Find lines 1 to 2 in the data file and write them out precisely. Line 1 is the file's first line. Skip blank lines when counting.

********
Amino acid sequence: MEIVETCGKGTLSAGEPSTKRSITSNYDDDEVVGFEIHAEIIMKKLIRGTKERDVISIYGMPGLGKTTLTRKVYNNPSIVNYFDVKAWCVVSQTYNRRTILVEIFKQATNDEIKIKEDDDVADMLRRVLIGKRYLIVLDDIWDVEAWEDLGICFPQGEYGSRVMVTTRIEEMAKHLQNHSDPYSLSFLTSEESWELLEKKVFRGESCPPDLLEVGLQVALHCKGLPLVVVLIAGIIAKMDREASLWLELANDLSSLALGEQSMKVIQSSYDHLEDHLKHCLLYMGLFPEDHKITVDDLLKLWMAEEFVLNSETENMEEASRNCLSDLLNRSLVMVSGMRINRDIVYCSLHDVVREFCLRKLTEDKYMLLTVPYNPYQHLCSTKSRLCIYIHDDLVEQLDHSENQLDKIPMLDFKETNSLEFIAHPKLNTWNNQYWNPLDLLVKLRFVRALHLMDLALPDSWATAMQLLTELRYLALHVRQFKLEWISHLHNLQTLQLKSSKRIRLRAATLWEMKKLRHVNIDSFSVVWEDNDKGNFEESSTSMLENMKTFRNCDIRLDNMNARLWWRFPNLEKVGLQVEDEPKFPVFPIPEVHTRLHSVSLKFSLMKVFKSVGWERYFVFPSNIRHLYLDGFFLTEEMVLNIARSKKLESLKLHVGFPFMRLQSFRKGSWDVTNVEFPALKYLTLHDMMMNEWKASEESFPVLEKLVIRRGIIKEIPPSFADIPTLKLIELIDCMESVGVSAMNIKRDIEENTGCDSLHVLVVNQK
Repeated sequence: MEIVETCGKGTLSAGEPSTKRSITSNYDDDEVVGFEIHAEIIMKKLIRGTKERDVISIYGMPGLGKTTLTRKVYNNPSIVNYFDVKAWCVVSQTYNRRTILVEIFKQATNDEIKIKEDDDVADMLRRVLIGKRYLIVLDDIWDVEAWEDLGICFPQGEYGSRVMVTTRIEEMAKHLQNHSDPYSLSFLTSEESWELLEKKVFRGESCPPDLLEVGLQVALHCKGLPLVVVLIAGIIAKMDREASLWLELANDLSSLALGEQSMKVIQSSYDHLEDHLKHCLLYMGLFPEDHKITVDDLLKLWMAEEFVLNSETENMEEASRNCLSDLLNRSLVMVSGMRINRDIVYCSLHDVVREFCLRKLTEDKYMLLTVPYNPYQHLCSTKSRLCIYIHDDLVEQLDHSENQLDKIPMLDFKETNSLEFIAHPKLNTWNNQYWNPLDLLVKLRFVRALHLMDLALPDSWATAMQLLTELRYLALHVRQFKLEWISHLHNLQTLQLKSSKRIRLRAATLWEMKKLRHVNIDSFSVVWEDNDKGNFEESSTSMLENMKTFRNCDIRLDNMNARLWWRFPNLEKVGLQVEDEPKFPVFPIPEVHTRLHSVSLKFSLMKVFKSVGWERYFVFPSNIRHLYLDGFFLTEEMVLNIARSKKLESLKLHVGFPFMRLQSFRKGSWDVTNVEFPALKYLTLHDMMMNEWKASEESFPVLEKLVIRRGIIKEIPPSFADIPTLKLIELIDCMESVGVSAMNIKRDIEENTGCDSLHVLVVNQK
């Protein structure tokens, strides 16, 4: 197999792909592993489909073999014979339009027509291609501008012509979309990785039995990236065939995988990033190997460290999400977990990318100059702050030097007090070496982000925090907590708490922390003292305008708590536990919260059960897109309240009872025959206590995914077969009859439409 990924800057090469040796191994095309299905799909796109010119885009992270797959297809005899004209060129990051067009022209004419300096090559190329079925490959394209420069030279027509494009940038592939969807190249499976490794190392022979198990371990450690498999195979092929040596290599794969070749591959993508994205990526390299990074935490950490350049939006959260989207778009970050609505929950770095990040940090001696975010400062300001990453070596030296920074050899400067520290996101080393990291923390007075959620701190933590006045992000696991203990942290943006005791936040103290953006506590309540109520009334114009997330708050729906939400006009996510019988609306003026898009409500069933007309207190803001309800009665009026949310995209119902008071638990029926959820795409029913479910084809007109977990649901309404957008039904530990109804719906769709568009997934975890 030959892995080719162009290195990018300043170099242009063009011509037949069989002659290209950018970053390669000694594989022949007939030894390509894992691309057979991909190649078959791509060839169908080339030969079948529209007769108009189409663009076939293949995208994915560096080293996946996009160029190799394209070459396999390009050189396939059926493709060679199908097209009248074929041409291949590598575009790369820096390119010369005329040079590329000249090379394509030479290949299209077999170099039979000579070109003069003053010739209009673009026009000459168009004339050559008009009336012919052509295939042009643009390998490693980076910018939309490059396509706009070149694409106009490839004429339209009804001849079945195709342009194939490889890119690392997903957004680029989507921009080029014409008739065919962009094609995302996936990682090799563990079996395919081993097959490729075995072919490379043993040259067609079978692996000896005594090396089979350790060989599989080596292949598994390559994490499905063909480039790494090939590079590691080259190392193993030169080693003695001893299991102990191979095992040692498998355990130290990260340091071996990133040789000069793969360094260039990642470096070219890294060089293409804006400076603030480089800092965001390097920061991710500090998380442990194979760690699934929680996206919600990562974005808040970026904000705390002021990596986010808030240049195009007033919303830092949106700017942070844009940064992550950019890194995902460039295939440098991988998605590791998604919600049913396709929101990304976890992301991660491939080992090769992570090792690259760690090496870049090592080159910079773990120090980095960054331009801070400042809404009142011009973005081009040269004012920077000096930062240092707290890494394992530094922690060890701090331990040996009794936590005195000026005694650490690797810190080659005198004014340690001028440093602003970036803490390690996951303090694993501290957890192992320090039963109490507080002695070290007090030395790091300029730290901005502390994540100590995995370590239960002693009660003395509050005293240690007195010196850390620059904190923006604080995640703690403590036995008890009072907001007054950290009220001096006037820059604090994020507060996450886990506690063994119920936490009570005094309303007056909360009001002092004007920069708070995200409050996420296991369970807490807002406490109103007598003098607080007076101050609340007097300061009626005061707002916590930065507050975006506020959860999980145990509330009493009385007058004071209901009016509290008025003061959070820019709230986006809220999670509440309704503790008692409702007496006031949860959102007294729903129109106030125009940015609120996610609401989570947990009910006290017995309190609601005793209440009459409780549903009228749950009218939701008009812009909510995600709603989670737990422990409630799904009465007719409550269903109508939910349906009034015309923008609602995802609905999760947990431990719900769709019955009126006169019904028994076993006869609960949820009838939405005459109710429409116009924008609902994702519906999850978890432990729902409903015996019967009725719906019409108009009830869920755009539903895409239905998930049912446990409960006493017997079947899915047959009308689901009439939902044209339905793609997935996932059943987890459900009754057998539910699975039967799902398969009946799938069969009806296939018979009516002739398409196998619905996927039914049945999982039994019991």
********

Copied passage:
Amino acid sequence: MEIVETCGKGTLSAGEPSTKRSITSNYDDDEVVGFEIHAEIIMKKLIRGTKERDVISIYGMPGLGKTTLTRKVYNNPSIVNYFDVKAWCVVSQTYNRRTILVEIFKQATNDEIKIKEDDDVADMLRRVLIGKRYLIVLDDIWDVEAWEDLGICFPQGEYGSRVMVTTRIEEMAKHLQNHSDPYSLSFLTSEESWELLEKKVFRGESCPPDLLEVGLQVALHCKGLPLVVVLIAGIIAKMDREASLWLELANDLSSLALGEQSMKVIQSSYDHLEDHLKHCLLYMGLFPEDHKITVDDLLKLWMAEEFVLNSETENMEEASRNCLSDLLNRSLVMVSGMRINRDIVYCSLHDVVREFCLRKLTEDKYMLLTVPYNPYQHLCSTKSRLCIYIHDDLVEQLDHSENQLDKIPMLDFKETNSLEFIAHPKLNTWNNQYWNPLDLLVKLRFVRALHLMDLALPDSWATAMQLLTELRYLALHVRQFKLEWISHLHNLQTLQLKSSKRIRLRAATLWEMKKLRHVNIDSFSVVWEDNDKGNFEESSTSMLENMKTFRNCDIRLDNMNARLWWRFPNLEKVGLQVEDEPKFPVFPIPEVHTRLHSVSLKFSLMKVFKSVGWERYFVFPSNIRHLYLDGFFLTEEMVLNIARSKKLESLKLHVGFPFMRLQSFRKGSWDVTNVEFPALKYLTLHDMMMNEWKASEESFPVLEKLVIRRGIIKEIPPSFADIPTLKLIELIDCMESVGVSAMNIKRDIEENTGCDSLHVLVVNQK
Repeated sequence: MEIVETCGKGTLSAGEPSTKRSITSNYDDDEVVGFEIHAEIIMKKLIRGTKERDVISIYGMPGLGKTTLTRKVYNNPSIVNYFDVKAWCVVSQTYNRRTILVEIFKQATNDEIKIKEDDDVADMLRRVLIGKRYLIVLDDIWDVEAWEDLGICFPQGEYGSRVMVTTRIEEMAKHLQNHSDPYSLSFLTSEESWELLEKKVFRGESCPPDLLEVGLQVALHCKGLPLVVVLIAGIIAKMDREASLWLELANDLSSLALGEQSMKVIQSSYDHLEDHLKHCLLYMGLFPEDHKITVDDLLKLWMAEEFVLNSETENMEEASRNCLSDLLNRSLVMVSGMRINRDIVYCSLHDVVREFCLRKLTEDKYMLLTVPYNPYQHLCSTKSRLCIYIHDDLVEQLDHSENQLDKIPMLDFKETNSLEFIAHPKLNTWNNQYWNPLDLLVKLRFVRALHLMDLALPDSWATAMQLLTELRYLALHVRQFKLEWISHLHNLQTLQLKSSKRIRLRAATLWEMKKLRHVNIDSFSVVWEDNDKGNFEESSTSMLENMKTFRNCDIRLDNMNARLWWRFPNLEKVGLQVEDEPKFPVFPIPEVHTRLHSVSLKFSLMKVFKSVGWERYFVFPSNIRHLYLDGFFLTEEMVLNIARSKKLESLKLHVGFPFMRLQSFRKGSWDVTNVEFPALKYLTLHDMMMNEWKASEESFPVLEKLVIRRGIIKEIPPSFADIPTLKLIELIDCMESVGVSAMNIKRDIEENTGCDSLHVLVVNQK